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Comment: Re:Please specify a better scenario (Score 1) 272

by nullchar (#46708241) Attached to: Ask Slashdot: Which NoSQL Database For New Project?

Instead of "sharding" (split customers across multiple copies of the database) you should try a NoSQL solution to handle the flood of writes as the first layer. Then an recurring process can query the data in your NoSQL object store (by timestamp) and aggregate it into an SQL database for reporting. You could archive those processed entries, or wait until they get old, to another object store for your "data warehouse" -- basically just an archive in case you need to do different aggregate reporting in the future (depending on storage size of course).

I must ask, do you really need to store each full piece of information written by these clients at such a high volume?

Depending on your use of the data, you could even just store the results in memory for X hours/minutes, and then aggregate-process that and write the results to your SQL DB. A single DB with many application servers would be fine in this condition, with writes every X hours/minutes. (You are probably already flat-file logging the incoming requests; that is an archive if you *really* need to go back.) If you cannot afford memory loss if an app server dies, solutions like EhCache (java) will persist the memory to disk, in case of hardware/software failure.

Comment: Re:Use PostgreSQL (Score 1) 272

by nullchar (#46708101) Attached to: Ask Slashdot: Which NoSQL Database For New Project?

Was your 5000 tps using normal insert/update/delete statements or using the COPY statement? (I guess it's a form of batching: meaning, you issue large copy statements instead of many insert statements, if your application can data that way.)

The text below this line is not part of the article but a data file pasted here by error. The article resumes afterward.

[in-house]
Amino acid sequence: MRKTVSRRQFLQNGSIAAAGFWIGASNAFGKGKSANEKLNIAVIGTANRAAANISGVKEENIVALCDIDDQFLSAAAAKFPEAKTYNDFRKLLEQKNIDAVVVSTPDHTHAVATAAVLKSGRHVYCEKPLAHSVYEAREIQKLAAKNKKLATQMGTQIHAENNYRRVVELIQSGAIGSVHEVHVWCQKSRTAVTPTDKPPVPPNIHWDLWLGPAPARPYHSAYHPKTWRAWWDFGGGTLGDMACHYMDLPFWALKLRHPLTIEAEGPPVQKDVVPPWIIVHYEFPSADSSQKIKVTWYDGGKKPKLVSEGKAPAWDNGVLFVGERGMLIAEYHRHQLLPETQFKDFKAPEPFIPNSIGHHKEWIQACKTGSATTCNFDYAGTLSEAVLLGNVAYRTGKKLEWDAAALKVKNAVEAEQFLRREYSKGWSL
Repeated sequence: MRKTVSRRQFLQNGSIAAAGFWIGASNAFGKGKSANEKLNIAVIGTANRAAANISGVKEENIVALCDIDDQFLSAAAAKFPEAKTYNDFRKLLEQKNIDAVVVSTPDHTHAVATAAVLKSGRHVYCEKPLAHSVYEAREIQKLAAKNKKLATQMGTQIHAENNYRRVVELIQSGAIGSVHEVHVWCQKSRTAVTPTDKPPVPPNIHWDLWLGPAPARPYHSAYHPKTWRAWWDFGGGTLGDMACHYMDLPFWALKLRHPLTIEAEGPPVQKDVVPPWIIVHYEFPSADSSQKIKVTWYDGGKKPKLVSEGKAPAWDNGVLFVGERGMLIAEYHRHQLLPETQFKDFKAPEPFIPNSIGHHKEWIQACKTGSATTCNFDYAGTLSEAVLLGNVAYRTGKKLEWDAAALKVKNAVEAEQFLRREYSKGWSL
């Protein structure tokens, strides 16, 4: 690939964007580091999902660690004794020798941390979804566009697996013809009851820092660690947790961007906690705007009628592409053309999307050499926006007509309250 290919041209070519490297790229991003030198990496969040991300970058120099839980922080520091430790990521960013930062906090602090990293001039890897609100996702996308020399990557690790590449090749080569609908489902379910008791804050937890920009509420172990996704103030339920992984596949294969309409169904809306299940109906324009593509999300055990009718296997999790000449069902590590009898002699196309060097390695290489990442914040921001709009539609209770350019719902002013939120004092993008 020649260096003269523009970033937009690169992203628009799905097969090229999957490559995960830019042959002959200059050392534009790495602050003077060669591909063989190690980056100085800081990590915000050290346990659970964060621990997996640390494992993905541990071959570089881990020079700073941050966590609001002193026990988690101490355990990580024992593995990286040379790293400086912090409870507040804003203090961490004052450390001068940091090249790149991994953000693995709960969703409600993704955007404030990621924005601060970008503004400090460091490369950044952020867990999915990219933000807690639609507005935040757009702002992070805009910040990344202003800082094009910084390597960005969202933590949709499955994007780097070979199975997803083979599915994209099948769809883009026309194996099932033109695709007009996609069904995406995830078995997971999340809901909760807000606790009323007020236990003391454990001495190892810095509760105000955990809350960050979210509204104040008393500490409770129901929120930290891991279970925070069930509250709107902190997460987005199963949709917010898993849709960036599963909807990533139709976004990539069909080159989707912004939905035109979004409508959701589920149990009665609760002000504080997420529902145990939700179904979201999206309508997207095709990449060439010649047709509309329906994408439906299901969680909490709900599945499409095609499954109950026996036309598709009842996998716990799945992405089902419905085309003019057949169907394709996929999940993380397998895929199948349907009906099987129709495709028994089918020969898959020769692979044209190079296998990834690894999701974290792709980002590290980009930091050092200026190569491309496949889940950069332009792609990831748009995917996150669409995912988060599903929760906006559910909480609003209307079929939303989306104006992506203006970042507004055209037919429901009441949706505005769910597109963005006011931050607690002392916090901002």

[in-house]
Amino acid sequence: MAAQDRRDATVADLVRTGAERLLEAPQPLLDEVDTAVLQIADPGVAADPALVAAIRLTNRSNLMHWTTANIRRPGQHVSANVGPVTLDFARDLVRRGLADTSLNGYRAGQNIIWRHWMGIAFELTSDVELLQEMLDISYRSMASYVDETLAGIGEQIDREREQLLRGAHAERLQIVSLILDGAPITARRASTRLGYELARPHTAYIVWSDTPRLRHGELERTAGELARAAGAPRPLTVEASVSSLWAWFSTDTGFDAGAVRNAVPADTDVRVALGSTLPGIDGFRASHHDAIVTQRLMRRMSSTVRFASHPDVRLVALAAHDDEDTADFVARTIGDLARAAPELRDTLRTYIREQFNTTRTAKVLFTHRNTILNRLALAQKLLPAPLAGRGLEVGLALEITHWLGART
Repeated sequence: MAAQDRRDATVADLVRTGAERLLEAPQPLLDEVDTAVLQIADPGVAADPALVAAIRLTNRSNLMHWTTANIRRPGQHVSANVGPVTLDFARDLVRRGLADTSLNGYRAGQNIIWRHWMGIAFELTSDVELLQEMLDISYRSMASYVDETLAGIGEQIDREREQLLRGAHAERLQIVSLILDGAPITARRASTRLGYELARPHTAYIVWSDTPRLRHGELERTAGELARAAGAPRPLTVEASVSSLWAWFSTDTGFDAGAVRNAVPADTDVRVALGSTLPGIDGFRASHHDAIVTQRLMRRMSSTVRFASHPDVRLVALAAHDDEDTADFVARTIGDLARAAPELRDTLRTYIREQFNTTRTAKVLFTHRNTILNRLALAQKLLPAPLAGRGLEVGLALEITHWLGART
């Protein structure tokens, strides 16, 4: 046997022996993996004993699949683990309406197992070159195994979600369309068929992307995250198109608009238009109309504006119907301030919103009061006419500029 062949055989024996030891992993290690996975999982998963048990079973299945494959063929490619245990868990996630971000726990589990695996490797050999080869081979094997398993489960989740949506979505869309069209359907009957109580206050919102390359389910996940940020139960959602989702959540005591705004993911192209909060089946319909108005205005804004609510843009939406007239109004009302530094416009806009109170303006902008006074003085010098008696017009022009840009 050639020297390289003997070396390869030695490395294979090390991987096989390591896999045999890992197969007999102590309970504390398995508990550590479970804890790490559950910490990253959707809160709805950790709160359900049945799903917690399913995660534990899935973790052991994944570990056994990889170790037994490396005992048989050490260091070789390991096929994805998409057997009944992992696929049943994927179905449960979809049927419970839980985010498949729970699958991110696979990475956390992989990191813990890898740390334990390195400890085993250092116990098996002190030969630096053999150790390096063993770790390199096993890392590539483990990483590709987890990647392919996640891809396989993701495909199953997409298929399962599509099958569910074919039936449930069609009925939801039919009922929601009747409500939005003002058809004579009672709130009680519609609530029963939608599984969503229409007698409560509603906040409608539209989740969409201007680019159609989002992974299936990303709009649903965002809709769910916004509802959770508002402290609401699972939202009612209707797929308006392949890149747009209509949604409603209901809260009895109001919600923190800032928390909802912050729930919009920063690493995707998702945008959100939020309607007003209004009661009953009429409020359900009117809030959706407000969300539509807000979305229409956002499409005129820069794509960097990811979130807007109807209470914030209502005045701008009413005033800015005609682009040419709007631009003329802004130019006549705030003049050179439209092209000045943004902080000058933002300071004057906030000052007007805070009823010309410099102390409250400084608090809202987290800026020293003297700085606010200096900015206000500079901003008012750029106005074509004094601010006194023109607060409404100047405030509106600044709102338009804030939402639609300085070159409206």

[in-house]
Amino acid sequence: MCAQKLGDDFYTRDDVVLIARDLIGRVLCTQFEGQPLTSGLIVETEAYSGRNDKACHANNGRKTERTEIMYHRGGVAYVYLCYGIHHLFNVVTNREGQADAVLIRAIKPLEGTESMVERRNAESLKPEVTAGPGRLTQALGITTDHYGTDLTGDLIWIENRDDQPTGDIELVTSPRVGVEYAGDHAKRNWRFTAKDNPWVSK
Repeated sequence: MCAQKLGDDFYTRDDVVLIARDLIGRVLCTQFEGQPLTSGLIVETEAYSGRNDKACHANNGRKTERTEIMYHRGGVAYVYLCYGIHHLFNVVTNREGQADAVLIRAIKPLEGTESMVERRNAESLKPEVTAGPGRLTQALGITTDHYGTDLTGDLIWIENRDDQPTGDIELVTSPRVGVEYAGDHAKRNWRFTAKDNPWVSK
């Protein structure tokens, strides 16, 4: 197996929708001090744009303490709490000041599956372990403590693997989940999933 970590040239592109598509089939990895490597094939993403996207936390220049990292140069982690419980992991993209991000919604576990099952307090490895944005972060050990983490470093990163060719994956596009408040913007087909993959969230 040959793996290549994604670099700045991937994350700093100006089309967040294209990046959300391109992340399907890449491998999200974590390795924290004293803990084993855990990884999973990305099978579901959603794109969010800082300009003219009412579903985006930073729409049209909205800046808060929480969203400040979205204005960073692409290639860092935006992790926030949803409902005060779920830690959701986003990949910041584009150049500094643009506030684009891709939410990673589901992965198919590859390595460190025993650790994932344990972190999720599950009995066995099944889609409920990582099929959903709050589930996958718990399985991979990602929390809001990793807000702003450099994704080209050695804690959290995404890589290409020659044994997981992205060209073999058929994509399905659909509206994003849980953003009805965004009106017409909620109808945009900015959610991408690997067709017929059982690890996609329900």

Also, was your hstore experience with 9.3+ or what version(s) had problems?


Supreme Court Ruling Relaxes Warrant Requirements For Home Searches 500

Posted by Unknown Lamer
from the arrest-everyone-until-someone-consents dept.
cold fjord writes with news that the Supreme Court has expanded the ability of police officers to search a home without needing a warrant, quoting the LA Times: "Police officers may enter and search a home without a warrant as long as one occupant consents, even if another resident has previously objected, the Supreme Court ruled Tuesday ... The 6-3 ruling ... gives authorities more leeway to search homes without obtaining a warrant, even when there is no emergency. The majority ... said police need not take the time to get a magistrate's approval before entering a home in such cases. But dissenters ... warned that the decision would erode protections against warrantless home searches." In this case, one person objected to the search and was arrested followed by the police returning and receiving the consent of the remaining occupant.
The Internet

German Chancellor Proposes European Communications Network 197

Posted by Soulskill
from the because-internets-need-borders dept.
An anonymous reader sends word that German Chancellor Angela Merkel wants to build a European communication network to keep data transmission away from the United States. She plans to discuss the issue with French President Francois Hollande. "Merkel said in her weekly podcast that she disapproved of companies such as Google and Facebook basing their operations in countries with low levels of data protection while being active in countries such as Germany with high data protection. 'We'll talk with France about how we can maintain a high level of data protection,' Merkel said. 'Above all, we'll talk about European providers that offer security for our citizens, so that one shouldn't have to send emails and other information across the Atlantic. Rather, one could build up a communication network inside Europe.' Hollande's office confirmed that the governments had been discussing the matter and said Paris agreed with Berlin's proposals."

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